After US allies expel foreign health missions, Havana warns that patients will pay the highest price for campaign against its scheme
A Cuban medical programme that has helped some of the world’s poorest communities has become the latest target of the Trump administration’s escalating attempts to pressure Havana’s faltering economy.
Dubbed “Cuban doctors”, the celebrated – if controversial – humanitarian medical mission was founded more than half a century ago in the aftermath of Fidel Castro’s revolution, in part to enhance the country’s international influence.
Currently active in over 60 countries, the scheme has provided healthcare across the globe, from indigenous Amazon peoples to slum residents in Africa to the victims of Haiti’s 2010 earthquake.
Now its work has come under renewed fire via a combination of allegations, led by Washington, which has accused Havana of using the doctors to undermine democracy, not least in Venezuela – which hosts one of the biggest missions.
Havana has also been accused – in claims taken up by Washington – of “exploiting” the medical staff sent on the missions. One report suggested work conditions, low salaries and coercion amounted to “modern slavery”.
In response, Cuban officials, and analysts who have closely studied the work of the medical missions, accuse the US of using the claims as cover for its policy of strangling the Cuban economy in the hope of damaging the left-wing regime, while warning that poor patients will be the biggest victims.
According to Cuba’s ministry of foreign affairs, more than 600,000 Cuban medical staff, including doctors, nurses and technicians, have been sent to more than 160 countries since the 1960s.
While some two dozen missions are provided free of cost by Havana, other countries where the doctors are deployed pay Cuba for the medical services, bringing in $6.3bn (£4.8bn) annually, Havana’s largest source of foreign currency.
The US campaign against the Cuban doctors has intensified amid recent political changes in Latin America, which have led to the expulsion of the missions from several countries, including Bolivia and Brazil, where left-wing governments have been replaced by right-wing regimes closely aligned with Trump and Washington.
At the forefront of the allegations is US secretary of state Mike Pompeo, who has both depicted the deployment of Cuban doctors in countries from Venezuela to Brazil and Ecuador as sinister interference in their affairs, and congratulated countries – like Bolivia – that have expelled them.
Pompeo has been backed by other senior US officials and agencies, including deputy secretary of state Michael Kozak, who has also latched on to recent claims about the doctors’ working conditions.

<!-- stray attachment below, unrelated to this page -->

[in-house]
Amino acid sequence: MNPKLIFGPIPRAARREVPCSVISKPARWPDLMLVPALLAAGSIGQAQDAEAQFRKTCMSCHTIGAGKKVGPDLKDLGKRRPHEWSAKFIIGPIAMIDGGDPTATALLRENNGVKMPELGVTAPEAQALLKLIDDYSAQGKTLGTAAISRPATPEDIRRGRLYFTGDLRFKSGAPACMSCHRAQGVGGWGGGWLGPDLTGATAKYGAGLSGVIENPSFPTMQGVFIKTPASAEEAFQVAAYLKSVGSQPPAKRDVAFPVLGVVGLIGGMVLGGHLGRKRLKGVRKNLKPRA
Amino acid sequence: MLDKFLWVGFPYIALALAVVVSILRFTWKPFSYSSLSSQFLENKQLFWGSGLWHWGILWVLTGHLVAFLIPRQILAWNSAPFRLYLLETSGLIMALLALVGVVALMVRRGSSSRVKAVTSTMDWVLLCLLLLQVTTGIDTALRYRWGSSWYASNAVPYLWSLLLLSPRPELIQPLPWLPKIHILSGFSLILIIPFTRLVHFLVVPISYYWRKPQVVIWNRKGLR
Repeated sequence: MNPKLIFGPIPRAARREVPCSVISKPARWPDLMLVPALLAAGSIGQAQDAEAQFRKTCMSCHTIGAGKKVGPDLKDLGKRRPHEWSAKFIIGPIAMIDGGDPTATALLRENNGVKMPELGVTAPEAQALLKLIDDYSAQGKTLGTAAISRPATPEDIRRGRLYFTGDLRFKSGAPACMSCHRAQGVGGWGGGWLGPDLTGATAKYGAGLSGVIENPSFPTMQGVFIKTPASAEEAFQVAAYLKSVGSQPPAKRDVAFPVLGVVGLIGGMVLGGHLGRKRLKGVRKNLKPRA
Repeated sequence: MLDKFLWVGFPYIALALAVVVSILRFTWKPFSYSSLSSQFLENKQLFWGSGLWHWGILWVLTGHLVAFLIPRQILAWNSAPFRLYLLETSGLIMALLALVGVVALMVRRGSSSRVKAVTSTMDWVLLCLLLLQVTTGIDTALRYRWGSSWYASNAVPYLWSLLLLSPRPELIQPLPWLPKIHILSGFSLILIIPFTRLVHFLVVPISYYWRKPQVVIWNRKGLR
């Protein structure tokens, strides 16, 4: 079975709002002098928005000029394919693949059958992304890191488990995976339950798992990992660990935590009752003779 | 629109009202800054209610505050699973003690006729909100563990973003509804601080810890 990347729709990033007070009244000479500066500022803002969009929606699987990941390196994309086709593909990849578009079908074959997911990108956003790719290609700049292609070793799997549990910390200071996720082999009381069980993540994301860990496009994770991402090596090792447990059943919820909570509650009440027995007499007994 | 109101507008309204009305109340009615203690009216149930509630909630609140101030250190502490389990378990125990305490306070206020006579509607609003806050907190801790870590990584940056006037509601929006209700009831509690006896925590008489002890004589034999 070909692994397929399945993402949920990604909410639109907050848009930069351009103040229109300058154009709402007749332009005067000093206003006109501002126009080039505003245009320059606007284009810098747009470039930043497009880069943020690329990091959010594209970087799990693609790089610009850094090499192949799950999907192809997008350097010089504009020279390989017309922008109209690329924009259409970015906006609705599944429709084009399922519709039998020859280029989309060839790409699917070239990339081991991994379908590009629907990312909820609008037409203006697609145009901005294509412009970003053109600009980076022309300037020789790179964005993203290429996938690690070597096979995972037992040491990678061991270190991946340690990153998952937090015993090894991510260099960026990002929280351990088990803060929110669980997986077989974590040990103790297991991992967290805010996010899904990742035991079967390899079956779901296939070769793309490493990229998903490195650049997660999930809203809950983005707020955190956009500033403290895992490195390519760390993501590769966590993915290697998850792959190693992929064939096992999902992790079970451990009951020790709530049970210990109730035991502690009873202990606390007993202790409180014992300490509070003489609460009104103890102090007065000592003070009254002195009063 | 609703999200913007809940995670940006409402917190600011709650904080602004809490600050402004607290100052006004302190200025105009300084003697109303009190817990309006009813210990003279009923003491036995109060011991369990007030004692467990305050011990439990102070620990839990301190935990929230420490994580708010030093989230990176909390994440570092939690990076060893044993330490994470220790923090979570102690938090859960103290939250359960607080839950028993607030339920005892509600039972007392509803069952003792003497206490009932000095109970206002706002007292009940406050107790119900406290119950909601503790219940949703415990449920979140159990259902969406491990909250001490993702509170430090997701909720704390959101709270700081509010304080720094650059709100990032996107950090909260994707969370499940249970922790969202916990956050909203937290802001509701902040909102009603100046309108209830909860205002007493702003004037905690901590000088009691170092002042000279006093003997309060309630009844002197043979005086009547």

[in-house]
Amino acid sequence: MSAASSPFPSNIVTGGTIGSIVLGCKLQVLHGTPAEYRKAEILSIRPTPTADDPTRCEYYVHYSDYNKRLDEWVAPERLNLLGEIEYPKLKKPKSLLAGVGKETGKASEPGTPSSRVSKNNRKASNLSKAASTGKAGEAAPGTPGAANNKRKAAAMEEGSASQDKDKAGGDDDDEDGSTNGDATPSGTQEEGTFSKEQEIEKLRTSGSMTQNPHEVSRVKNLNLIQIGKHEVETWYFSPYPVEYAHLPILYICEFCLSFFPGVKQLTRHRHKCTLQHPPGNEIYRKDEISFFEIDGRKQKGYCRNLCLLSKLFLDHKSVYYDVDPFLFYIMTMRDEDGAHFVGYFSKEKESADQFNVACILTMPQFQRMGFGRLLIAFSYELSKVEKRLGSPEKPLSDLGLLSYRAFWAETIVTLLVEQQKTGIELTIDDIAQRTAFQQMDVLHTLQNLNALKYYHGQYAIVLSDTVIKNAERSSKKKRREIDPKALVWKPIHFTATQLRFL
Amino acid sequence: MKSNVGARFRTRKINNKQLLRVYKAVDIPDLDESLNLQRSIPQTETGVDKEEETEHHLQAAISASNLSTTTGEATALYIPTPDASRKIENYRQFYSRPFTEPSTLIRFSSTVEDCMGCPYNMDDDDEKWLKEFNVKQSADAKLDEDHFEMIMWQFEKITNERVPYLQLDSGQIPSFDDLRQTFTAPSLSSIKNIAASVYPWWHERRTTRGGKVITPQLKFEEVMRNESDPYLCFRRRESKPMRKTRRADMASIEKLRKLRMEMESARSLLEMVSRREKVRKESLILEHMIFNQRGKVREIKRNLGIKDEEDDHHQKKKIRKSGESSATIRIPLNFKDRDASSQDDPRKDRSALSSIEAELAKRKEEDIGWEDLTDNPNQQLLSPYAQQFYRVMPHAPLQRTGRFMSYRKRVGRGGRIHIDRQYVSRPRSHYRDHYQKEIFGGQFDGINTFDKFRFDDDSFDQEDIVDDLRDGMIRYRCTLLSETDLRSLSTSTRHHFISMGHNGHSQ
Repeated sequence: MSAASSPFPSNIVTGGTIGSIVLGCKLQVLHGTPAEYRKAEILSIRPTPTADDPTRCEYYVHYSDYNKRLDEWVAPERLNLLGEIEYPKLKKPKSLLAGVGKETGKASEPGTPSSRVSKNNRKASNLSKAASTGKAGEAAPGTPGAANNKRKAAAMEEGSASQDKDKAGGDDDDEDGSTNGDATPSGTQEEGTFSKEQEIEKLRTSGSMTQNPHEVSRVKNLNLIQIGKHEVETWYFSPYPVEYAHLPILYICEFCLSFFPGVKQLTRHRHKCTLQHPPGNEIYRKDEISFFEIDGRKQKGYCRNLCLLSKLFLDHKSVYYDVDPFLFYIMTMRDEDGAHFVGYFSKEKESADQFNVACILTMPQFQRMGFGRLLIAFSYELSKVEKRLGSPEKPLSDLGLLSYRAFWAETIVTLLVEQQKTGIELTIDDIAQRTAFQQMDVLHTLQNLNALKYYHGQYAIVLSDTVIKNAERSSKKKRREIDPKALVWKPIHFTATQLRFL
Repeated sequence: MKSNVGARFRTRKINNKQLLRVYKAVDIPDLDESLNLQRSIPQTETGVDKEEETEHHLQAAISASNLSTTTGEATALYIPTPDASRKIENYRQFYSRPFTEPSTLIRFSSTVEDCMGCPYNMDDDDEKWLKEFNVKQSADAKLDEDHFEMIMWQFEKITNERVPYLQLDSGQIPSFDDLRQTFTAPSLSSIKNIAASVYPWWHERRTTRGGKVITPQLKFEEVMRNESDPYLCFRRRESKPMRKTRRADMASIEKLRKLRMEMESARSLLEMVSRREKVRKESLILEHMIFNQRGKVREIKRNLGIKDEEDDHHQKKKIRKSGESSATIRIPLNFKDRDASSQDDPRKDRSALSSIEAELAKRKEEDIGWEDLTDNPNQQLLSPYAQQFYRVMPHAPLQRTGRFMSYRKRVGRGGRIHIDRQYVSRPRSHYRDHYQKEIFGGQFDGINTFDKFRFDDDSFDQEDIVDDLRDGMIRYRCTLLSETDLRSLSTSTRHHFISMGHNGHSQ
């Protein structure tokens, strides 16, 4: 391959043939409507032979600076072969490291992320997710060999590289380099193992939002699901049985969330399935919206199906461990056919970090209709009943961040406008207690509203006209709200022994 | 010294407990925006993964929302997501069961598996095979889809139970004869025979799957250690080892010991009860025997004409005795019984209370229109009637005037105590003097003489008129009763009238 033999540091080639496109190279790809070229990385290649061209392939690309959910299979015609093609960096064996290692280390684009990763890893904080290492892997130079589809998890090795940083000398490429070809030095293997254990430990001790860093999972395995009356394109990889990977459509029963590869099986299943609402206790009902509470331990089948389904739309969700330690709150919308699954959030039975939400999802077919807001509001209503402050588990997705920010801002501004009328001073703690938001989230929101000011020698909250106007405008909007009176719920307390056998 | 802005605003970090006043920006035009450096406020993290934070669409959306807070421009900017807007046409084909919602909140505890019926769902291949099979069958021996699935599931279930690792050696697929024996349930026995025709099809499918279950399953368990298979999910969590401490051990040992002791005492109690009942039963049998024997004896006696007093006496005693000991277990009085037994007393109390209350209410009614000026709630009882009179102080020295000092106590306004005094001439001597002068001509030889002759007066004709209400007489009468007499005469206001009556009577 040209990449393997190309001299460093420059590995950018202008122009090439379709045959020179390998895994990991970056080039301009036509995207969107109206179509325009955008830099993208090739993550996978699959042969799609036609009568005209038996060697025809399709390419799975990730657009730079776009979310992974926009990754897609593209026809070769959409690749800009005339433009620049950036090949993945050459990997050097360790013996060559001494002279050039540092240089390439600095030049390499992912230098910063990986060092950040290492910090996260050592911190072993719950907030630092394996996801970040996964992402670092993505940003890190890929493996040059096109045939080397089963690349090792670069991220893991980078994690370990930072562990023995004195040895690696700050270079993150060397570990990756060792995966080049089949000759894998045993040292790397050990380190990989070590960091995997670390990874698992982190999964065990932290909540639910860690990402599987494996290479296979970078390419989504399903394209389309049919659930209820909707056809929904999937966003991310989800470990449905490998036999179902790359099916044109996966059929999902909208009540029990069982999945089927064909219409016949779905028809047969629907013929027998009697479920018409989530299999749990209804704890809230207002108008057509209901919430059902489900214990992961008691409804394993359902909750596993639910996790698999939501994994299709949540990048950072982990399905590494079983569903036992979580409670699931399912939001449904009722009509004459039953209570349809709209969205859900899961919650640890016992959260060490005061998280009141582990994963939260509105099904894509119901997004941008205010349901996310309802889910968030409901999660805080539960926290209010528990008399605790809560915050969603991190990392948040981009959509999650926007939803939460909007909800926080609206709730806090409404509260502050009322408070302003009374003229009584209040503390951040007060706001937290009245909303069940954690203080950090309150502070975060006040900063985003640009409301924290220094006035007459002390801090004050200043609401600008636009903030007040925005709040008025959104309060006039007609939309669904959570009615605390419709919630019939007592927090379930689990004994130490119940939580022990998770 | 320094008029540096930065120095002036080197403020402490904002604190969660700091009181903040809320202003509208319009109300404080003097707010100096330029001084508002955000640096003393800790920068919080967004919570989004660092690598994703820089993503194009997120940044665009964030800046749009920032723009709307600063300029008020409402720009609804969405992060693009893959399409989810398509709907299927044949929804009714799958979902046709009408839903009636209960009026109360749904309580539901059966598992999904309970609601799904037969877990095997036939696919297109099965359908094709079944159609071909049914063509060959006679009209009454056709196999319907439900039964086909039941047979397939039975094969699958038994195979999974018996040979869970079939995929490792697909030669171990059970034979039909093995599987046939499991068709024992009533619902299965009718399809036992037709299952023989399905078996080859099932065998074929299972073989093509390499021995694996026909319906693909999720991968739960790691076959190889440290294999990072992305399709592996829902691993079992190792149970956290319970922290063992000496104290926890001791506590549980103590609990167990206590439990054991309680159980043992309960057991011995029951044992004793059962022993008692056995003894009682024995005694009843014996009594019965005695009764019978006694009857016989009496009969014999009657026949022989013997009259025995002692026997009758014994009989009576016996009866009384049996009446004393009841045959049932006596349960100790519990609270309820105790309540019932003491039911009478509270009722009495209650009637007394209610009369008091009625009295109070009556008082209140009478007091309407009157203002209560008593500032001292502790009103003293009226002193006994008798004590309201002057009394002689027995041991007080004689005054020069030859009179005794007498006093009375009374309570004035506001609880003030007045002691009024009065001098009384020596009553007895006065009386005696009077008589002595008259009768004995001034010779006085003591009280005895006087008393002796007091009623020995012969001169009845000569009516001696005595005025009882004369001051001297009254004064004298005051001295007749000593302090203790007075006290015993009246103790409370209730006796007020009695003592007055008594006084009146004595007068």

“The Castro regime sends up to 50,000 Cuban medical staff overseas to work in harsh conditions. Stories of abuses abound. The regime pockets 75% of the doctors’ salaries, and using (sic) them to keep allied regimes in power,” Kozak tweeted before Christmas.
The main US development agency, USAid, has also weighed in, offering to fund organisations helping to expose negative aspects of the scheme. They have accused Cuba of “exploit[ing] its medical professionals … using them to buy international financial and political support and keep its struggling economy afloat, while pocketing the majority of these workers’ salaries and subjecting them to poor living conditions, constant surveillance, and threatening those who wish to leave their mission”.
The claims surrounding the doctors’ work conditions were fuelled by a report last year by NGO Prisoners Defenders, which claimed to have interviewed more than 100 doctors, allegations taken up by two UN rapporteurs.
Critics say Washington’s campaign against the doctors, which includes attempts to persuade them to defect, is little more than an attempt to strangle the amount of foreign revenue that they bring in – much of which is ploughed back into Cuba’s health and social services.
In December Johana Tablada, deputy director of North America at the Cuban ministry of foreign affairs, said Trump administration officials had been pressuring Latin American governments to end the medical support programs, hurting healthcare in those countries.
“The government of President Trump has crossed the red line of decency by taking the foreign relations of the United States to levels of hypocrisy and double standards that none of his predecessors have done,″ Tablada said.
While the Cuban doctors have been criticised in the past, not least by those who say they undercut poor countries’ development of their own healthcare systems and medical training, the current US pressure on the programme coincides with the election of Donald Trump and his apparent determination to reverse the warming of relations between the US and Cuba that took place under the Obama administration.